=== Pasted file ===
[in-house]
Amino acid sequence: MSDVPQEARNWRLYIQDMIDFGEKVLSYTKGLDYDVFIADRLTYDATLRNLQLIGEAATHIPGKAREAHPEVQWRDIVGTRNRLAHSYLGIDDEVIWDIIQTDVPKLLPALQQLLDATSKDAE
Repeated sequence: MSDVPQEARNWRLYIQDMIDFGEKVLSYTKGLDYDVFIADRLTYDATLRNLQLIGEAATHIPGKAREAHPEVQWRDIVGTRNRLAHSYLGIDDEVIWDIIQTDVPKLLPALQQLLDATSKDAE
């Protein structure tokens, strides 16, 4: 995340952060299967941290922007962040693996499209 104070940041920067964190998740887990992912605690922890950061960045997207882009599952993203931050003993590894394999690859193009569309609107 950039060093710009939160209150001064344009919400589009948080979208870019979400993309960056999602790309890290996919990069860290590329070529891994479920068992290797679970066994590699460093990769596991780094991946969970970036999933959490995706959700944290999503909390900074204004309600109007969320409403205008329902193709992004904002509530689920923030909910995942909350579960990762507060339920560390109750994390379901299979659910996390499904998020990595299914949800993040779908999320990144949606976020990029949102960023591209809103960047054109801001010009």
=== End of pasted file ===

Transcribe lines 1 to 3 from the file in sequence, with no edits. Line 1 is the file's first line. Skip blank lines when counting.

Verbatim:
[in-house]
Amino acid sequence: MSDVPQEARNWRLYIQDMIDFGEKVLSYTKGLDYDVFIADRLTYDATLRNLQLIGEAATHIPGKAREAHPEVQWRDIVGTRNRLAHSYLGIDDEVIWDIIQTDVPKLLPALQQLLDATSKDAE
Repeated sequence: MSDVPQEARNWRLYIQDMIDFGEKVLSYTKGLDYDVFIADRLTYDATLRNLQLIGEAATHIPGKAREAHPEVQWRDIVGTRNRLAHSYLGIDDEVIWDIIQTDVPKLLPALQQLLDATSKDAE